It Only Has to be Authorized by OUR Laws

Two newspapers in the United States over the past month have mentioned the phrase "international law" in regard to drone attacks. One was the Los Angeles Times, and the other was the Bismarck Tribune, which reprinted the LAT story. The Times story, on August 25th, quoted Pakistani Foreign Ministry spokesman Moazzam Ahmad Khan as follows: "As we have repeatedly said, we regard drone attacks as illegal, counter-productive, a violation of our sovereignty ... and in contravention of international law."

Going outside of the United States uncovers a bit more on the legal context for such killings. The London Guardian on June 21st of this year ran an article headlined "Drone Strikes Threaten 50 Years of International Law, Says UN Rapporteur." The Guardian reported that "Christof Heyns, the UN special rapporteur on extrajudicial killings, summary or arbitrary executions, told a conference in Geneva that President Obama's attacks in Pakistan, Yemen and elsewhere, carried out by the CIA, would encourage other states to flout long-established human rights standards. In his strongest critique so far of drone strikes, Heyns suggested some may even constitute 'war crimes.'"

On September 10th CNN's Chief White House Correspondent reported that "According to CNN National Security Analyst Peter Bergen, the Obama administration 'authorized 283 strikes in Pakistan, six times more than the number during George W. Bush's eight years in office.'" Drone strikes have also "been used against suspected militants in Yemen, Afghanistan, Somalia, Iraq and Libya," CNN tells us, adding that they are "one of the president's preferred tools."

When CNN interviewed President Obama on the subject, he told them that the use of drones is "something that you have to struggle with," and that a drone target must meet 'very tight and very strict standards. It has to be a target that is authorized by our laws. It has to be a threat that is serious and not speculative. It has to be a situation in which we can't capture the individual before they move forward on some sort of operational plot against the United States."

Imagine the President of, say, France, tracking down a "suspect" in Minnesota and launching a drone strike that kills the suspect and 5 other, unidentified, people. Then he says that the target was "authorized" by French laws. Is this hard to imagine? I hope it is. And I hope that it is self-evident that people in Yemen, Afghanistan, Somalia, Iraq and Libya differ little from people in France and the United States.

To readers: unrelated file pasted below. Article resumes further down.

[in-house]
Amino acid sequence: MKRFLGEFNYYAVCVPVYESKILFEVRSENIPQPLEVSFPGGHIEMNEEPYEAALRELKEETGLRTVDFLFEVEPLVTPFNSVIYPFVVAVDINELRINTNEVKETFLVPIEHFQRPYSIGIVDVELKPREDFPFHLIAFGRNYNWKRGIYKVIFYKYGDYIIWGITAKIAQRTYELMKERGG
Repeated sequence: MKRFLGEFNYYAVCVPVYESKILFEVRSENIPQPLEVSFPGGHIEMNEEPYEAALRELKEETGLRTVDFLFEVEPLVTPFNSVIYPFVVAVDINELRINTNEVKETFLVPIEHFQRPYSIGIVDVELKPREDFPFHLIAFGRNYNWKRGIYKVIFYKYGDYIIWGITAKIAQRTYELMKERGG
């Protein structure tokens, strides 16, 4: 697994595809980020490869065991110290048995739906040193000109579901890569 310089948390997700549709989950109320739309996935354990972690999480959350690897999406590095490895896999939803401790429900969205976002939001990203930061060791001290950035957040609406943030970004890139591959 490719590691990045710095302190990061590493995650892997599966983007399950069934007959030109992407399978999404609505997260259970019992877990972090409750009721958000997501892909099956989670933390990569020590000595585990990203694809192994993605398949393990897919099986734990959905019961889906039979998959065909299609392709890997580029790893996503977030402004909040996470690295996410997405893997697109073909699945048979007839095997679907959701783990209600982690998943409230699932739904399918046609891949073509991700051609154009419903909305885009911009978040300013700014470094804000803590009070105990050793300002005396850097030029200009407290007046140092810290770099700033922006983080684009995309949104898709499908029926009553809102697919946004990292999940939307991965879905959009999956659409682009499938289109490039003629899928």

In an editorial in the Summer 2012 issue of MERIP's Middle East Report, the editors tell us why drones are the "preferred tool" of the United States: "Sleek and silent, guided by satellites and shifts of desk jockeys half a world away, [unmanned drones are] supposed to wreak surgical havoc and then scan the wreckage without much notice." But violence—whether by outright invasion or by "surgical" drone strikes—only begets more violence. Here is the MERIP editorial's concluding paragraph, which I think tells the story briefly and well:

"It would be hard for Obama not to be a smarter steward of US empire than his predecessor, but the creeping campaign in Yemen reminds us of 1998, when we wrote in this space that US missile strikes upon bin Laden's al-Qaeda 'exhibit a wide firing range but a narrow strategic vision.' Today's favorite tactic is similarly not surgical; the drones court blowback as they kill untold numbers of real people and inflame the crisis in the places where those people live."


The Most Fundamental Misunderstanding About Social Security

On August 2nd the Associated Press (AP) announced its plans to release a four-part series of stories examining "the state of Social Security and its long-term health." The reason, according to the editor who directed the series, was that "Few things affect more Americans than the future of Social Security, and yet it's an issue mostly invisible during the current campaign." True, it's not talked about much, but when I saw how distorted and confused the AP report turned out to be, I wondered if it might not be better to say nothing.

I'll try to make time in a future issue of Nygaard Notes to analyze just how wrong-headed the AP series was, but for now I'll just print a revised version of an article I wrote back in 2005. My intention is to address what I consider to be—amongst all the misunderstandings that are rampant concerning Social Security—the most fundamental misunderstanding of all.